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We’ve developed a nanoscale experimental platform that enables kinetic and equilibrium measurements of a wide range of molecular interactions using a gel electrophoresis readout. Programmable, self-assembled DNA nanoswitches serve both as templates for positioning molecules, and as sensitive, quantitative reporters of molecular association and dissociation. 

We are developing a new approach for performing massively parallel single-molecule force measurements using centrifugal force. This is accomplished with a new instrument that we call the Centrifuge Force Microscope (CFM).


Our group investigates how biological systems work at the nanoscale, and the physical laws that govern their behavior. We are particularly interested in how mechanical forces regulate biological processes ranging from hearing to bleeding. We developing and applying novel methods in single-molecule and nanoscale biophysics to accomplish this, combing approaches from fields ranging from molecular biology to optics. Some of our research topics and projects are described below.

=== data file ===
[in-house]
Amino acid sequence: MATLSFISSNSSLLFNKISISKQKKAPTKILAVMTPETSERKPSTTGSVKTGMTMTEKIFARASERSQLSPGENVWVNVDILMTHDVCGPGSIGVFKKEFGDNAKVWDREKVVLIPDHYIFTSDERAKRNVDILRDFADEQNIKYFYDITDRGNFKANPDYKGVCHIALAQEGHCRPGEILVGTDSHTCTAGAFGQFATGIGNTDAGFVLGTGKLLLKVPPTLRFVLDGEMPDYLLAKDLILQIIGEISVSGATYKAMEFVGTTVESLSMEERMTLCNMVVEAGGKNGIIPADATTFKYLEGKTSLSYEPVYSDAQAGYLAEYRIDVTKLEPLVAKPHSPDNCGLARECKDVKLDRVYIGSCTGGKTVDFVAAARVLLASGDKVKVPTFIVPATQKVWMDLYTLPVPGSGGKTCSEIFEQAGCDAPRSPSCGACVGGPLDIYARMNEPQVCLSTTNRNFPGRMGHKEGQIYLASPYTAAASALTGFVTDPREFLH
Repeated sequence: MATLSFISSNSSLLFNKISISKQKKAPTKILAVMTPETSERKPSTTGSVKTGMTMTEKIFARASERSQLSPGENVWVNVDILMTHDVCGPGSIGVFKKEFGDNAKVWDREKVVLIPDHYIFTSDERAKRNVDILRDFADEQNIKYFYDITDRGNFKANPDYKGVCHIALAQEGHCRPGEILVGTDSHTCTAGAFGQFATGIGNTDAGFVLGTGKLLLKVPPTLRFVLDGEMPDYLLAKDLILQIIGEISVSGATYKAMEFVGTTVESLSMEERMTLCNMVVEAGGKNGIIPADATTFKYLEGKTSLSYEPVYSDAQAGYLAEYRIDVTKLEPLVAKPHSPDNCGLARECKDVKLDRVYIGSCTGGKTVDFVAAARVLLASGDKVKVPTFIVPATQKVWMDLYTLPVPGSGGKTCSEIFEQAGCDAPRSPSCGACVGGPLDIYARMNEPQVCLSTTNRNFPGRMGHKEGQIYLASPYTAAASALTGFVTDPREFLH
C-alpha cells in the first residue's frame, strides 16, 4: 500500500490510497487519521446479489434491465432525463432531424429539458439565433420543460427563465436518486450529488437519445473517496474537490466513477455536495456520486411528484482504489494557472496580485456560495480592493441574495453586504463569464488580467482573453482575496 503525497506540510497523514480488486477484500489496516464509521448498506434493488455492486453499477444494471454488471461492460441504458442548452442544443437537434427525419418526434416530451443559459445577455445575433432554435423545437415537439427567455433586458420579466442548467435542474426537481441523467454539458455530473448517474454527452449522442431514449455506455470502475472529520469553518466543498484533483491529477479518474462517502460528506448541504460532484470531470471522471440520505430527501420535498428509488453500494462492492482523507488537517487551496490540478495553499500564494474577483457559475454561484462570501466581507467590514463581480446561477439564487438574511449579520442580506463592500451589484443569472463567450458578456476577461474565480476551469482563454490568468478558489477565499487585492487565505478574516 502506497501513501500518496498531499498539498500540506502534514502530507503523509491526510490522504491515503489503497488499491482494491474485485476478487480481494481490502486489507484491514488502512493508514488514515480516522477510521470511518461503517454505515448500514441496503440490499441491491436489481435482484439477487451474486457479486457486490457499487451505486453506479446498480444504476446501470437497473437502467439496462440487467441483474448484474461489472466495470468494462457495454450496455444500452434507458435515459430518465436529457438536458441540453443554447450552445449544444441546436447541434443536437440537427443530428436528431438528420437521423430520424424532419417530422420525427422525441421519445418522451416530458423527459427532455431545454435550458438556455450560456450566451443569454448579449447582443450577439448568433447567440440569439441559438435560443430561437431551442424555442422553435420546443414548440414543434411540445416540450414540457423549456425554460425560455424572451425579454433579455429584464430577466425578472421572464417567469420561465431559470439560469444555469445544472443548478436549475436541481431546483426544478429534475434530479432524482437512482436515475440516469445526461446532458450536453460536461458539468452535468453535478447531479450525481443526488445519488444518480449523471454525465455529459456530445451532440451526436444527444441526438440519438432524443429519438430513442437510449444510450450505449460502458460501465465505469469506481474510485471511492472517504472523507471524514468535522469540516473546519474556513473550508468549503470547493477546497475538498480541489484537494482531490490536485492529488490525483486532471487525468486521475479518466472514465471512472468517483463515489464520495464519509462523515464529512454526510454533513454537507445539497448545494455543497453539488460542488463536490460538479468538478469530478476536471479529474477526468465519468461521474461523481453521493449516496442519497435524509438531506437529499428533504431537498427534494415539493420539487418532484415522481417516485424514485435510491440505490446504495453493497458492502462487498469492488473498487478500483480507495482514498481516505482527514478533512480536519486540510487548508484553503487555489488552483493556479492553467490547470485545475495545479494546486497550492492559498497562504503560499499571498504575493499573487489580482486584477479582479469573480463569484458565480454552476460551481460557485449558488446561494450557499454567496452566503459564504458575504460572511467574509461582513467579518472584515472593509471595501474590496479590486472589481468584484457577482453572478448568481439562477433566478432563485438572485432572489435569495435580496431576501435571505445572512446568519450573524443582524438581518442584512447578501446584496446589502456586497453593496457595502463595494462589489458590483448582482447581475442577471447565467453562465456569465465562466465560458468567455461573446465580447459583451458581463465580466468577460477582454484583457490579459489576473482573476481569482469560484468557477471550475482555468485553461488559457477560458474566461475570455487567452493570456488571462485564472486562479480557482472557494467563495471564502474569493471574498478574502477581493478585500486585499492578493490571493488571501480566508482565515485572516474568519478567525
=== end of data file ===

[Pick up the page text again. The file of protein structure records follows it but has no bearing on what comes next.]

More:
Using techniques in single-molecule manipulation, we have illuminated a fundamental feedback mechanism that the body uses to regulate the clotting of blood. Small tensile forces, such as those experienced in the circulation, can unfold the von Willebrand factor A2 domain, enabling its cleavage by the ADAMTS13 enzyme. This, in turn varies the body’s hemostatic potential. 
Our group develops optical methods, including optical tweezers, 3D high-resolution bead tracking, and single-molecule fluorescence microscopy, to study the mechanics and kinetics of single-molecules.
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